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Eise

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Everything posted by Eise

  1. It shows the distinction between a free and coerced action. I did not look at the video, and I do not understand what you want to say here: that some form of free will still exists? But how are they, or humans, able to 'escape determinism'? And if they don't then they have no free will at all, according your definition of free will.
  2. Nope. Say, you give a robber your money under threat of a pistol. You made a choice, but it was not free. The robber created a situation in which you did something you would never do based on your own motivations. So one can say you act according your will, but not your free will. Your action was coerced. Actions done under free will are not random. Randomness, one could say, is the opposite of free will, it goes in the same direction as 'unconditioned decisions'. And why should this whole thought process not being determined, working like a (very complex) clockwork? My definition of free will has no problem with that. Leidenfrost effect... One of my sons did a science project about it.
  3. So that is like 'unicorn'. the word is in every dictionary (I assume), even the concept exists (there are stories with unicorns in it). But unicorns do not exist! Same with your definition of free will: it might be that such a definition exists, that there are (philosophical) stories woven around it, but that doesn't mean that it reflects some aspect of reality. And so here I am fully with @iNow: If your actions would be 'independent of any previous condition', they would be absurd, having nothing to do with the situation you are in. Here you seem to contradict yourself: I more ore less read: 'sometimes decisions "uncaused by any previous condition" occur, which means they are caused (conditioned) by previous conditions". That makes no sense. So free will is always a "conditioned" free will: conditioned by external circumstances, but also by your own (true) beliefs, values, motivations, reasons, etc. And if you can act according to them, your action is free, so you have free will. Change of personality is not an obstruction of free will. Both Dr Jeckyll and Mr Hyde can be free in their actions. The free will lies in the relation between your personality an your actions. You cannot choose who you are, but you can choose what to do. The decisive criterion is if you recognise your actions really as your actions: they are according your own (true) beliefs, values, motivations, reasons. How these are implemented in your body and causally lead to your actions is not a decisive criterion. Maybe Dr Jeckyll does not recognise Mr Hyde's actions as his, because it really was another person. The point with my definition of free will is that it fits to our experience of free will, has (nearly?) no 'metaphysical ballast', and is not in conflict with determinism (quite the opposite!). It doesn't suffer from the conceptual inconsistency of "uncaused by any previous condition", or 'being able to do otherwise".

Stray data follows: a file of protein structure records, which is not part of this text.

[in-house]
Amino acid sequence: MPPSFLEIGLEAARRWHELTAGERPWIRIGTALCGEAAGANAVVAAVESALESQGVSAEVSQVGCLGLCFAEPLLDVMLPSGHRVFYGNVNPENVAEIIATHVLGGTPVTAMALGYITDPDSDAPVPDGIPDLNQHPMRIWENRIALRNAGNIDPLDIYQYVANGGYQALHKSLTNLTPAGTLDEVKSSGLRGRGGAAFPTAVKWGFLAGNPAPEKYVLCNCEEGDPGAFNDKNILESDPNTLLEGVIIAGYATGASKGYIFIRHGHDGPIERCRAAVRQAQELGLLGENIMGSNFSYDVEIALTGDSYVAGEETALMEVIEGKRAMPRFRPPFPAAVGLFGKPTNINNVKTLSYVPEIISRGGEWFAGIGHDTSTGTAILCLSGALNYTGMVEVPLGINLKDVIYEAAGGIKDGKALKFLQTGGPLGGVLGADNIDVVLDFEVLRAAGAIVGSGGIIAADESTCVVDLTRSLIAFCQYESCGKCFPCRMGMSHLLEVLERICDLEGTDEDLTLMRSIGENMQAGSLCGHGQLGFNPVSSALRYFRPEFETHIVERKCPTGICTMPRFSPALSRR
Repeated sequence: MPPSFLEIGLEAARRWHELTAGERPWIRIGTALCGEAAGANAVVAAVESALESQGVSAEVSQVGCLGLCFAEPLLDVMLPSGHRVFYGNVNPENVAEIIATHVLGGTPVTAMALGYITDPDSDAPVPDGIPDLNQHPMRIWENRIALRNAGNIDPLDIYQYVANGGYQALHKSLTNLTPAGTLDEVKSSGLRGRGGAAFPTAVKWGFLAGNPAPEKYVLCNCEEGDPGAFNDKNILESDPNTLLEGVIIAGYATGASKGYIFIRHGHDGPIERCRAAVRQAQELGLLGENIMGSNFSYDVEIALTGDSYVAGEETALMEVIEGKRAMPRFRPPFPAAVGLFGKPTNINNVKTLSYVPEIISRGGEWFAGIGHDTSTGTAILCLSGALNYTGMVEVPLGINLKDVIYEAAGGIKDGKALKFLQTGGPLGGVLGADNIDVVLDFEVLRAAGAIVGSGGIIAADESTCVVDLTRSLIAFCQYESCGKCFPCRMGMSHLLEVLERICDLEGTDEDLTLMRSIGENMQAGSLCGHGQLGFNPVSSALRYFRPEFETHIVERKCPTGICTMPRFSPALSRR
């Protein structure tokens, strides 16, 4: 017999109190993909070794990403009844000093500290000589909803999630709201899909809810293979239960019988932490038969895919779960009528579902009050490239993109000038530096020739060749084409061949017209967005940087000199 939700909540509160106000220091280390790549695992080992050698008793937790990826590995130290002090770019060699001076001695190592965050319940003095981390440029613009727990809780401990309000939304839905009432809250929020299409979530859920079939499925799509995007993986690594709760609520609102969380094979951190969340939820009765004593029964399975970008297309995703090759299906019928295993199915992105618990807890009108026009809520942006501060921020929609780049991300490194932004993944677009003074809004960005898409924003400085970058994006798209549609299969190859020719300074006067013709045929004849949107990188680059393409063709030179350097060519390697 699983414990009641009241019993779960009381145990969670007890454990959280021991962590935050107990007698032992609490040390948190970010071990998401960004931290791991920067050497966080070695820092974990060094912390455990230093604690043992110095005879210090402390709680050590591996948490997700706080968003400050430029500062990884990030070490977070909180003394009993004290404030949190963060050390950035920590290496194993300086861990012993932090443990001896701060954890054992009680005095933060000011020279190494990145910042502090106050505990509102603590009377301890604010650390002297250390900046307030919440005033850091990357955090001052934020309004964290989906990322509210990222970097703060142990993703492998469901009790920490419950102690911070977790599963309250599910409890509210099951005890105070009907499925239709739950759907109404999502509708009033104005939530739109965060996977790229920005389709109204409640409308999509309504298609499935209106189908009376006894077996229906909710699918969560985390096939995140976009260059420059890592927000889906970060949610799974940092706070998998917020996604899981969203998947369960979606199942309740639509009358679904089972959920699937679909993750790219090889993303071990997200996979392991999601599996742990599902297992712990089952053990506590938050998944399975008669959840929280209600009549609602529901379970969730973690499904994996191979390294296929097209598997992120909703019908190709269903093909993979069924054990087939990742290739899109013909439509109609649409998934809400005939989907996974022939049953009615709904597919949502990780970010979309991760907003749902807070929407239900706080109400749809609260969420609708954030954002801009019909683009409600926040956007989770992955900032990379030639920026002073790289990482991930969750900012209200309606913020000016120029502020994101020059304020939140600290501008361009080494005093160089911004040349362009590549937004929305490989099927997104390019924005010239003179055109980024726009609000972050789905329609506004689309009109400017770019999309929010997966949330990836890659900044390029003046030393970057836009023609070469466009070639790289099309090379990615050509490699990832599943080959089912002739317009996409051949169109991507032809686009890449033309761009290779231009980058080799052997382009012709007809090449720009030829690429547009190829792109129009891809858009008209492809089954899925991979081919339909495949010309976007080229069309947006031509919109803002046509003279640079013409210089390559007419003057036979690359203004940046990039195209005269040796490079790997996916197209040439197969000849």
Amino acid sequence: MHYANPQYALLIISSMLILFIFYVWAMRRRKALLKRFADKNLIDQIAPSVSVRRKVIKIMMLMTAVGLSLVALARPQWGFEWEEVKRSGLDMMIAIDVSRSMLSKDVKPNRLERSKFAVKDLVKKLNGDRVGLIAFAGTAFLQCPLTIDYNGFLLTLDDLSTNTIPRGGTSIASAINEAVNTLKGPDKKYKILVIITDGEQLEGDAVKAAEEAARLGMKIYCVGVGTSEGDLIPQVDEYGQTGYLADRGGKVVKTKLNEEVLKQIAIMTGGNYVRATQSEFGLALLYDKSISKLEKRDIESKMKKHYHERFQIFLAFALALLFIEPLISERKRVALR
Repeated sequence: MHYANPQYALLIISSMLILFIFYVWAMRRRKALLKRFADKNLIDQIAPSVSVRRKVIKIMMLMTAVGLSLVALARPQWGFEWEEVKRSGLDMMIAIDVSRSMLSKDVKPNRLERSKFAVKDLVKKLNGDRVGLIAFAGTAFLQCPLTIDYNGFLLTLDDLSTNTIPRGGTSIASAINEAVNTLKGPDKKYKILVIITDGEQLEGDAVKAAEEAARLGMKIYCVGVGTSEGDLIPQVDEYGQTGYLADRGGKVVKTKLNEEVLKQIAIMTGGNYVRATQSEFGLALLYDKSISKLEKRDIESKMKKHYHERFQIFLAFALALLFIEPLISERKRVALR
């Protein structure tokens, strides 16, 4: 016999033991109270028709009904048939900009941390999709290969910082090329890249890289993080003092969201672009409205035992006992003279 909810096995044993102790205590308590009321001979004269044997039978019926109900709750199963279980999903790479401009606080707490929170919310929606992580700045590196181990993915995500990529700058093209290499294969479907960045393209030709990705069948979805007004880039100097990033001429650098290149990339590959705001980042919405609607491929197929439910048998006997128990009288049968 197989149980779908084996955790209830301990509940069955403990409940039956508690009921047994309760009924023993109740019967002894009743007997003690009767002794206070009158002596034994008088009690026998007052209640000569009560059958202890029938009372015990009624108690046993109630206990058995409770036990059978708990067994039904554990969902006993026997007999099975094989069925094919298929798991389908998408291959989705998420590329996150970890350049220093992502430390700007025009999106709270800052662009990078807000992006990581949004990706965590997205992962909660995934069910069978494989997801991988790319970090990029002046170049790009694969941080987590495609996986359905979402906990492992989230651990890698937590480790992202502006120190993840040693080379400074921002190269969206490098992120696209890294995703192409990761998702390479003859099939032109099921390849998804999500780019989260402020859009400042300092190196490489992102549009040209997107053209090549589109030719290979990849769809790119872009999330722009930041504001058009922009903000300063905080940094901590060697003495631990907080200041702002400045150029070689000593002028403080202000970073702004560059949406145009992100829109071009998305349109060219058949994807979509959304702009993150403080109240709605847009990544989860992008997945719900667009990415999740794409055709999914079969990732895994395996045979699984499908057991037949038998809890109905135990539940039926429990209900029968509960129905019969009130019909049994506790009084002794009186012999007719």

4. Also using Brave at work, no problem. And it suppresses really all ads...
  5. Hi @iNow: you did not give examples of definitions, only contexts. Could you give the definitions of free will fitting to the contexts you mentioned?